Adventure 4

History Center Excursion

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Be a Museum Curator!

Look at what we found! The Douglas family papers!

You have been asked to assist the curator at the History Center in Cedar Rapids, Iowa in developing an exhibit about the Douglas family. You have a collection of old family papers and photographs that were given to the museum. What story do they tell?

Step 1 - Look at the inventory list

Trunk KeyTo begin putting the pieces of the puzzle together, read this biographical information about the Douglas family. Then, look at the inventory list of documents and click on each one to preview the old photographs and letters.

Step 2 - Write research questions

Develop your research questions and identify which artifacts will help you answer those questions. Here are a few questions to begin your research.
  • What did George Douglas look like as a child?
  • What did George Douglas look like as an adult?
  • What did the Douglas home look like?
  • What did his company produce?
  • What hardships did his company face?
  • What companies make products out of corn today?
  • How do we use these corn products every day?
Write two or three more research questions.

Step 3 - Review the inventory and find your answers

Look at the inventory list of family papers and photographs. Identify which documents, books and websites in the Media Center will help you answer each question.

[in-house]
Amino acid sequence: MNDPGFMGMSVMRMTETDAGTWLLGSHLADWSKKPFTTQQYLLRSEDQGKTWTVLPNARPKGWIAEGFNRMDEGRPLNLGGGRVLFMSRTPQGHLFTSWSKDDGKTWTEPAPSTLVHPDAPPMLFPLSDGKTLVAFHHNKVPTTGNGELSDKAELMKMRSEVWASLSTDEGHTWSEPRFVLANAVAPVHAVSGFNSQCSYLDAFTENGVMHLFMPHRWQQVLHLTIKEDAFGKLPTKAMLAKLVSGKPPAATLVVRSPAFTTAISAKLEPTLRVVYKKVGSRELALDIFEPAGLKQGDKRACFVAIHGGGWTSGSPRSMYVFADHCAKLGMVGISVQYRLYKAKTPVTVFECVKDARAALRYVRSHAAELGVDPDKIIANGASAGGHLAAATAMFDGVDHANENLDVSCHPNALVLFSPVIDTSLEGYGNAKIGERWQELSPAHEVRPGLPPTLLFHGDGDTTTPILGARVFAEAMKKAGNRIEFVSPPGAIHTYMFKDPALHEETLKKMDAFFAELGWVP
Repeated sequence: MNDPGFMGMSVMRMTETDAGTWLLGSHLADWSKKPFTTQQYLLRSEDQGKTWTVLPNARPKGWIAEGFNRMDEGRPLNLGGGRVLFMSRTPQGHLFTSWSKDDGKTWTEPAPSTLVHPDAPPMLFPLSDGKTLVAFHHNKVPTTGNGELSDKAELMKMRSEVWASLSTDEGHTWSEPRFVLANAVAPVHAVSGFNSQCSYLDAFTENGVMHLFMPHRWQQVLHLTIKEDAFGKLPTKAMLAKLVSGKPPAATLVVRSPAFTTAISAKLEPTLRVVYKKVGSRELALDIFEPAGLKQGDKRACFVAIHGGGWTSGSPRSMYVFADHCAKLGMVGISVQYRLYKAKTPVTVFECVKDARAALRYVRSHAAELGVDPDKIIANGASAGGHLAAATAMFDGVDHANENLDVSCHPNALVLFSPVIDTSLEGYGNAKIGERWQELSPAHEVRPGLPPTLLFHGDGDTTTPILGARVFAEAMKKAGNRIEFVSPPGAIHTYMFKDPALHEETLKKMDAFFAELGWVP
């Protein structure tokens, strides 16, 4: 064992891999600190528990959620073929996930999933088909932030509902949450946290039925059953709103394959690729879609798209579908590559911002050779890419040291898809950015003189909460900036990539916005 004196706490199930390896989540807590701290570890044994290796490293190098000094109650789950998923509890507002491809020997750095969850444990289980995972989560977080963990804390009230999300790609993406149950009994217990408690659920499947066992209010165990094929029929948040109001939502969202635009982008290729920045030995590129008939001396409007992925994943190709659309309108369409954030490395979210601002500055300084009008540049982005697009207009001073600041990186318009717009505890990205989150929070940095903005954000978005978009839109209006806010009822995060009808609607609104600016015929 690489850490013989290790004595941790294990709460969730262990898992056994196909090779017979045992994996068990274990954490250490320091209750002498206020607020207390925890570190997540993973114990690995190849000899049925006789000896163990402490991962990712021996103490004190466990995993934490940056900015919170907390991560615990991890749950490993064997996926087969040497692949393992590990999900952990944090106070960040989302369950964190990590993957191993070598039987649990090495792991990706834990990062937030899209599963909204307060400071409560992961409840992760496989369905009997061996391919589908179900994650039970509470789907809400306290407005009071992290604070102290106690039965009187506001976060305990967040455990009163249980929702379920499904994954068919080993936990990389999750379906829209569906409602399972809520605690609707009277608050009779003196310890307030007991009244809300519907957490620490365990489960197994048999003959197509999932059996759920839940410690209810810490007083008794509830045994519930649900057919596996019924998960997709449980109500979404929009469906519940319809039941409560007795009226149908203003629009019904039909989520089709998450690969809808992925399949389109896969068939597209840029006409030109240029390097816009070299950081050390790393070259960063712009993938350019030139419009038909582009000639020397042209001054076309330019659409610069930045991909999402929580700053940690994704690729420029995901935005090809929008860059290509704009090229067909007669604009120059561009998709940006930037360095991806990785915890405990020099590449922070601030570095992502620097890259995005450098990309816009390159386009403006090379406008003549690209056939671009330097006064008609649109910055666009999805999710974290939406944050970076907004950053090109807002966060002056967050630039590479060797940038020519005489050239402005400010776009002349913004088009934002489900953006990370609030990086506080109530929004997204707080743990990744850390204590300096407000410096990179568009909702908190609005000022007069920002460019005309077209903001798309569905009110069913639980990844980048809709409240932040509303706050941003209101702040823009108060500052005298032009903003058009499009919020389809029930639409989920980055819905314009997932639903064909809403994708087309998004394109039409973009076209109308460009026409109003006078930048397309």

Step 4 - Take a virtual field trip

Brucemore c. 1909 Brucemore c. 1909 To learn more about George B. Douglas, take a virtual field trip and visit to Brucemore, home of George and Irene Douglas and their three daughters, located in Cedar Rapids, Iowa.

Step 5 - Solve the history mystery

As part of your collection of materials, you found two letters you want to display at the museum. But you need to give the museum visitor some background information on the letters. In your research group, use the following resources to develop hypotheses (guesses) about these two letters. When you have explored these resources, develop a statement about each letter. Tell what you absolutely know about the letter. Then "fill in the blanks" with a hypothetical statement (educated guessing) about what you believe to be true about the letters. Share your conclusion with the class.

Step 6 Photo analysis

Complete the photographic analysis activity to learn more about an amazing thing that happened to the company.


Inventory list for Douglas Family Papers

1. Portrait - George B. Douglas

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2. Portrait - Wife, Irene, and two daughters

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3. Portrait - Irene Douglas, c. 1925

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4. Photos - Views of the Douglas home at 1st Ave, and 20th St. S.E.

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5. Engraving - North Star Mills, c. 1875

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6. Photo - North Star Mills, c. 1887

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7. Photo - Jones, Douglas & Co. (cracker factory) c. 1887